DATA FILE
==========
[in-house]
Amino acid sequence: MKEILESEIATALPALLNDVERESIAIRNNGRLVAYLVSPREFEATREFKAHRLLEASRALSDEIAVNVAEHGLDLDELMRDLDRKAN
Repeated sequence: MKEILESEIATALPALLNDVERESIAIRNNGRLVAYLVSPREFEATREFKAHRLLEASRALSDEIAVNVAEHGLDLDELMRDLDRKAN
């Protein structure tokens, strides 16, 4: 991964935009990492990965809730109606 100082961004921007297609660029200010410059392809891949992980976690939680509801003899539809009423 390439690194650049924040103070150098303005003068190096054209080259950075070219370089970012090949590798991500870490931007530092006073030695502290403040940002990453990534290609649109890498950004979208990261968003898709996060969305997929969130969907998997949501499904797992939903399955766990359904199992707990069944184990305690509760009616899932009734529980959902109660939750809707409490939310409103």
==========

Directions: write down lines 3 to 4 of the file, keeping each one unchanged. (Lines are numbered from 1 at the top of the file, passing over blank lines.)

Repeated sequence: MKEILESEIATALPALLNDVERESIAIRNNGRLVAYLVSPREFEATREFKAHRLLEASRALSDEIAVNVAEHGLDLDELMRDLDRKAN
């Protein structure tokens, strides 16, 4: 991964935009990492990965809730109606 100082961004921007297609660029200010410059392809891949992980976690939680509801003899539809009423 390439690194650049924040103070150098303005003068190096054209080259950075070219370089970012090949590798991500870490931007530092006073030695502290403040940002990453990534290609649109890498950004979208990261968003898709996060969305997929969130969907998997949501499904797992939903399955766990359904199992707990069944184990305690509760009616899932009734529980959902109660939750809707409490939310409103």